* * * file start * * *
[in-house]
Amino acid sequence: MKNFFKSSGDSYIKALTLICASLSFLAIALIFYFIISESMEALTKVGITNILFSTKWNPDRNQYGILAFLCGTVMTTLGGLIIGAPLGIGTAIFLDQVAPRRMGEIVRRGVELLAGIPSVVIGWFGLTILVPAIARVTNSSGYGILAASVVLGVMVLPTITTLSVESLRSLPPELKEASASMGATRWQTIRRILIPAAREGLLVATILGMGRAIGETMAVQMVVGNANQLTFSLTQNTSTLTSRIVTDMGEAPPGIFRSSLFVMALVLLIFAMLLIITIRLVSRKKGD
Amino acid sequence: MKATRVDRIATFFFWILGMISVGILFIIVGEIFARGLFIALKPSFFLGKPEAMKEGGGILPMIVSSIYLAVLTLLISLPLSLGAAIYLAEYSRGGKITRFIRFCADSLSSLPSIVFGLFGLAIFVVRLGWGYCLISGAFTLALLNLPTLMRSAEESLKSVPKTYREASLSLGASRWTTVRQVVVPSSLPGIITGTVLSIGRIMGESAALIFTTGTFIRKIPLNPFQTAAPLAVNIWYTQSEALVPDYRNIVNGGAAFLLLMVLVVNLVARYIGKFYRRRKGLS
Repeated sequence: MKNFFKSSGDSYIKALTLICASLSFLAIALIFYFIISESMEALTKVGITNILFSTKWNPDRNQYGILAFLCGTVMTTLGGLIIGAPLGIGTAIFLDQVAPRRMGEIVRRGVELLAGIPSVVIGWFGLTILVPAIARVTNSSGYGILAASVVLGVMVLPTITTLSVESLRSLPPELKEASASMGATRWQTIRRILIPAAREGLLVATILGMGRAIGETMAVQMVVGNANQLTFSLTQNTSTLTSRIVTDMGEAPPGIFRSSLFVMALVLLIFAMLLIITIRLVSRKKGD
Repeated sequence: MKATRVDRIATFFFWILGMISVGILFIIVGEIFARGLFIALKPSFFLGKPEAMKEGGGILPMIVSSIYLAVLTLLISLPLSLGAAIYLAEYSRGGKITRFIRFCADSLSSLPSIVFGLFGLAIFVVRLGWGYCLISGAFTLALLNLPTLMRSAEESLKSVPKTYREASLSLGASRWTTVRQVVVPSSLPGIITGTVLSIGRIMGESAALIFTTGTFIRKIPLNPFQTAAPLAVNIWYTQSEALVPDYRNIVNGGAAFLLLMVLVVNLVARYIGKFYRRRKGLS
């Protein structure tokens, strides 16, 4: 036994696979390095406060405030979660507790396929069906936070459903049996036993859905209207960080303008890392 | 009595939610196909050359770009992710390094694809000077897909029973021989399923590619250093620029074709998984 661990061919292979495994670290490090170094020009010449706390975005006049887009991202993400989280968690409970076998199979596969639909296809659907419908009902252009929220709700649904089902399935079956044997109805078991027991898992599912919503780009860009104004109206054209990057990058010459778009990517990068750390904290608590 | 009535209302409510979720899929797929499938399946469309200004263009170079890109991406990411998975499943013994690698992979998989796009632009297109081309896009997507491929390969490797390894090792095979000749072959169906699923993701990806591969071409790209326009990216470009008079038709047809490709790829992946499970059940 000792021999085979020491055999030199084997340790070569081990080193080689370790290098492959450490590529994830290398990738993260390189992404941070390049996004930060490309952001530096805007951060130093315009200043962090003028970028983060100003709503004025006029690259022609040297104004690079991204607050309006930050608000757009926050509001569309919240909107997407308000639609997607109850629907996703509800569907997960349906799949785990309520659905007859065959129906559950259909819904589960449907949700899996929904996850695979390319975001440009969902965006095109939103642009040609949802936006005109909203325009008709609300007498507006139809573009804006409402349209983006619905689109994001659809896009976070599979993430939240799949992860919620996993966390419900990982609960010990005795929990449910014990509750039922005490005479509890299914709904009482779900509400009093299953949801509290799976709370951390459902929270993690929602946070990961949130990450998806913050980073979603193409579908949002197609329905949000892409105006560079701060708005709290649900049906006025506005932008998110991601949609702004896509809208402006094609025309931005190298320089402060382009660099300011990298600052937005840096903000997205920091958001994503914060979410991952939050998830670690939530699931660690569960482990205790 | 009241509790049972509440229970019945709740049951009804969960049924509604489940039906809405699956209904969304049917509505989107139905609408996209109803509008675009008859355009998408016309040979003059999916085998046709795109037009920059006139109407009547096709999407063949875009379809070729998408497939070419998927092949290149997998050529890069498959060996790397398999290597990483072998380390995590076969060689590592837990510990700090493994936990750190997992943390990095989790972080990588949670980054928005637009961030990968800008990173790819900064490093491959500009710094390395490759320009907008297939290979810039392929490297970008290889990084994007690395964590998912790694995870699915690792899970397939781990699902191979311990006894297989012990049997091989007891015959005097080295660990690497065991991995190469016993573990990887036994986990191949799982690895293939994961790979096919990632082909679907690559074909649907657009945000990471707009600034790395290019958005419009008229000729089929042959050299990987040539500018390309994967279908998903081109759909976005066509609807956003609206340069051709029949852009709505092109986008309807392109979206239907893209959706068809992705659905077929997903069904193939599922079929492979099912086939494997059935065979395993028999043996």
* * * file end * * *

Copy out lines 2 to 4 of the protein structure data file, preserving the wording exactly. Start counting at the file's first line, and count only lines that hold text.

Amino acid sequence: MKNFFKSSGDSYIKALTLICASLSFLAIALIFYFIISESMEALTKVGITNILFSTKWNPDRNQYGILAFLCGTVMTTLGGLIIGAPLGIGTAIFLDQVAPRRMGEIVRRGVELLAGIPSVVIGWFGLTILVPAIARVTNSSGYGILAASVVLGVMVLPTITTLSVESLRSLPPELKEASASMGATRWQTIRRILIPAAREGLLVATILGMGRAIGETMAVQMVVGNANQLTFSLTQNTSTLTSRIVTDMGEAPPGIFRSSLFVMALVLLIFAMLLIITIRLVSRKKGD
Amino acid sequence: MKATRVDRIATFFFWILGMISVGILFIIVGEIFARGLFIALKPSFFLGKPEAMKEGGGILPMIVSSIYLAVLTLLISLPLSLGAAIYLAEYSRGGKITRFIRFCADSLSSLPSIVFGLFGLAIFVVRLGWGYCLISGAFTLALLNLPTLMRSAEESLKSVPKTYREASLSLGASRWTTVRQVVVPSSLPGIITGTVLSIGRIMGESAALIFTTGTFIRKIPLNPFQTAAPLAVNIWYTQSEALVPDYRNIVNGGAAFLLLMVLVVNLVARYIGKFYRRRKGLS
Repeated sequence: MKNFFKSSGDSYIKALTLICASLSFLAIALIFYFIISESMEALTKVGITNILFSTKWNPDRNQYGILAFLCGTVMTTLGGLIIGAPLGIGTAIFLDQVAPRRMGEIVRRGVELLAGIPSVVIGWFGLTILVPAIARVTNSSGYGILAASVVLGVMVLPTITTLSVESLRSLPPELKEASASMGATRWQTIRRILIPAAREGLLVATILGMGRAIGETMAVQMVVGNANQLTFSLTQNTSTLTSRIVTDMGEAPPGIFRSSLFVMALVLLIFAMLLIITIRLVSRKKGD